Permaculture columnist Nicole Vopser explains controversial energy extraction methods and considers the energy rewards that permaculture can offer
People learning about permaculture will always bring their diverse experiences and worldviews to the mix, and it’s this cauldron of creativity that contributes to the unique solutions that permaculture offers for creating sustainable human habitats around the world.
Many of us come to permaculture through horticulture, through a love of gardening and the care of the soil. Studying permaculture, however, widens this scope and supports graduates in becoming ‘expert generalists’, with system design covering everything from natural building to farming.
For myself, plants are my comfort zone, but recently I’ve been on something of a learning curve about energy. As I mentioned in my autumn 2012 column, things in Somerset are heating up in response to threats of unconventional gas developments and fracking.
This headline-grabbing method of fossil fuel extraction, which is linked to water, air and chemical pollution and a host of health impacts, is taking place on a massive scale in the United States and Australia. And it’s now licensed for Somerset, the county where I live. The experience of campaigning against it has given me the opportunity to take a closer look at energy on multiple levels.
On a personal level, I had a sharp reminder of my own energy limitations. This winter I managed to literally ‘bust a gut’ through overworking and neglecting my self-care. By the winter solstice I had landed in hospital with an inflamed mass on my appendix. My usual high-energy busy self had to surrender to the hospital bed for a week followed by a fortnight of sleep before feeling even remotely back to normal. My body’s feedback reminding me of my own limits was a shock to the system.
“The woodpile for me represents true resilience – energy from biomass grown on our land, serving multiple functions in a way that could regenerate forever”
At my family’s smallholding, Brook End, we’ve undertaken a large amount of tree work this winter. Taking down Leyllandii, pollarding willows and coppicing our lime trees has given us a generous woodpile. This pile for me represents true resilience – energy from biomass grown on our land, serving multiple functions in a way that could regenerate forever.
Cara Naden, a local energy consultant from Eco-Logical Solutions, came to Brook End to help us identify and weigh up our options for investing in different systems that could meet our needs. It would have taken me years to gain the knowledge she has and so it felt in itself like an energy-saving way to learn about energy! She talked us through various options, from solar power to microhydro, and now we have to go through a permaculture design process to decide which are most appropriate.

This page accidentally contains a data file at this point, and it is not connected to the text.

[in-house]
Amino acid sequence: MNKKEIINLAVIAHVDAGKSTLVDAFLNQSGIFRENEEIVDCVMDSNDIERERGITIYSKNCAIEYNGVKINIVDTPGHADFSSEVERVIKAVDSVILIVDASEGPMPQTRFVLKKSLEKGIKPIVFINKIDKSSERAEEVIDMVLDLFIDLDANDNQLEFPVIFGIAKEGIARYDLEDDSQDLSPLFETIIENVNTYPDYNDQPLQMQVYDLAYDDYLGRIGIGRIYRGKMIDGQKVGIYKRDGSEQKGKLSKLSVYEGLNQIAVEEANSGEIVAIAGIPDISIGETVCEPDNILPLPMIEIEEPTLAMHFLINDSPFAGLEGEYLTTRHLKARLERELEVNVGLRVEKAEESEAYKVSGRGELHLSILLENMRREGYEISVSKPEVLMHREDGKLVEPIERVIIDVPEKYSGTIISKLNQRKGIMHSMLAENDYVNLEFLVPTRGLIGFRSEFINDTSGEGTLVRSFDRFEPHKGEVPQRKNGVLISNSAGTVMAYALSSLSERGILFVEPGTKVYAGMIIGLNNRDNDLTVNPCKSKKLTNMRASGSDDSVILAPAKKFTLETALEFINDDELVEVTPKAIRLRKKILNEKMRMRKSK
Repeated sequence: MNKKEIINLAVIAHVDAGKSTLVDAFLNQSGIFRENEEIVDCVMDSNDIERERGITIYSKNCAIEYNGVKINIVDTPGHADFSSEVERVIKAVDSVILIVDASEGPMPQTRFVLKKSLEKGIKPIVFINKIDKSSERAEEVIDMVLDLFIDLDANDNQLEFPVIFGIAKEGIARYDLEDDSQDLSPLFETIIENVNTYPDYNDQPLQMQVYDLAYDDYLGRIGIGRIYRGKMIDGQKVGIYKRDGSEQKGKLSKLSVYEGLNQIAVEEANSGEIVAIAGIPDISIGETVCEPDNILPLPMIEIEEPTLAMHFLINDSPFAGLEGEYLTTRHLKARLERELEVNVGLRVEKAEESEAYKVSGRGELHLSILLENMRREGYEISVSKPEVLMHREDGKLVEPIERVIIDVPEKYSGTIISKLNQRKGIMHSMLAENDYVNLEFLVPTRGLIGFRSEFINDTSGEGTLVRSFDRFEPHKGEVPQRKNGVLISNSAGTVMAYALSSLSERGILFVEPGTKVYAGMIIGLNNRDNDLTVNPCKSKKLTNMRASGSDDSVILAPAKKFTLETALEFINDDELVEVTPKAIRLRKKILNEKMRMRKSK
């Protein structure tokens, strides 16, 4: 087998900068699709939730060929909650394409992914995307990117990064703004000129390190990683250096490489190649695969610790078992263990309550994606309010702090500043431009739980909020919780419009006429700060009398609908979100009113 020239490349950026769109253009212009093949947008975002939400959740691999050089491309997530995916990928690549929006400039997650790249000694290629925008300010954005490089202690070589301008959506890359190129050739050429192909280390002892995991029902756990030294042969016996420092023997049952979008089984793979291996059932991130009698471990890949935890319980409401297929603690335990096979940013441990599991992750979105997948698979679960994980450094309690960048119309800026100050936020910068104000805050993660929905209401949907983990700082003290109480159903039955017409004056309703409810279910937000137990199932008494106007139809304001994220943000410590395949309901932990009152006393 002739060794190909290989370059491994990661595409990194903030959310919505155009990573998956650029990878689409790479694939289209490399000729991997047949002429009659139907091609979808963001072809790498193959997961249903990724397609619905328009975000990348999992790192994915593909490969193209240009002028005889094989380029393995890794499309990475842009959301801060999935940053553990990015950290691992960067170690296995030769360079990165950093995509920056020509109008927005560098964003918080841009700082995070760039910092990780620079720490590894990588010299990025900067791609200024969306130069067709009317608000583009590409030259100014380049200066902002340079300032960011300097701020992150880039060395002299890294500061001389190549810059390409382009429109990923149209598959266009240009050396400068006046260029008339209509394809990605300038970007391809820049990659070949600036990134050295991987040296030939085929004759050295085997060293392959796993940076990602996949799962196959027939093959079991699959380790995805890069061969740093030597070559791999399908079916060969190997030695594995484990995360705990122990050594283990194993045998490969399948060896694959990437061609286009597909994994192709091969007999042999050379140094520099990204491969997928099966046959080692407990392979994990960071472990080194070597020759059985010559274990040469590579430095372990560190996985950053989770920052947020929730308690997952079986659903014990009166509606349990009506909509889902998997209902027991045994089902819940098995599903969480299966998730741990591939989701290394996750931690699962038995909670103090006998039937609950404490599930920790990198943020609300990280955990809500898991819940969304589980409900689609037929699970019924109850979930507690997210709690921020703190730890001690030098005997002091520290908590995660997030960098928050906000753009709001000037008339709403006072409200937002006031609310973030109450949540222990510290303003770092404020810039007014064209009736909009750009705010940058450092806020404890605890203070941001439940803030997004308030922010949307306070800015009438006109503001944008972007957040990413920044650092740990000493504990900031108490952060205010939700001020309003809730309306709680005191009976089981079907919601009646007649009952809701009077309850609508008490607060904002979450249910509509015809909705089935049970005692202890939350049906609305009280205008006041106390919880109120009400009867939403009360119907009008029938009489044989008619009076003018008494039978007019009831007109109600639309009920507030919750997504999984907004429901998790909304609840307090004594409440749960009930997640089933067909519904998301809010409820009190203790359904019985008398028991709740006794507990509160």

In permaculture we talk about ‘appropriate technology’, a term for evaluating the ecological impacts of energy production and technology. Many take this term and look at it from a householder perspective, or more often now a local community context, and looking through this lens we can really observe our society’s energy consumption patterns.
We are often told that we are experiencing an ‘energy crisis’, as we are using more energy than ever before. The real crisis is in our desperation to access energy and the more extreme lengths we are going to. This process, where energy extraction methods grow increasingly more intense over time, is called ‘extreme energy’. Driven by unsustainable energy consumption, the increased extraction effort is resulting in growing destruction of both communities and the environment, as technologies such as fracking, coal bed methane extraction, underground coal gasification, tar sands, open cast coal mining, biofuels, new nuclear, and deep water drilling (among others) take centre stage.
However, these developments are not without resistance. This April in Manchester the first national Extreme Energy Gathering is taking place, which will bring together people who are resisting these technologies in their communities. There are similar stories across the world of inspiring community energy projects that are literally taking the power back.
It may be known that permaculture is first and foremost about investing in living systems, for example pollarding willows and managing coppice woodlands for firewood. However, less explicit is that through intelligent design we can, for example, create shelters that are warm and low energy from the start.
Applied to all aspects of our lives, through permaculture principles we could redesign for a socially just, low energy society, where no-one is in fuel poverty, no company has the ability to put profit before community and ecosystem health, and where energy is not constantly wasted through society’s primary function of economic growth at all costs.
I know that the impact of permaculture spreads well beyond smallholding living – let’s get out there and redesign our lives.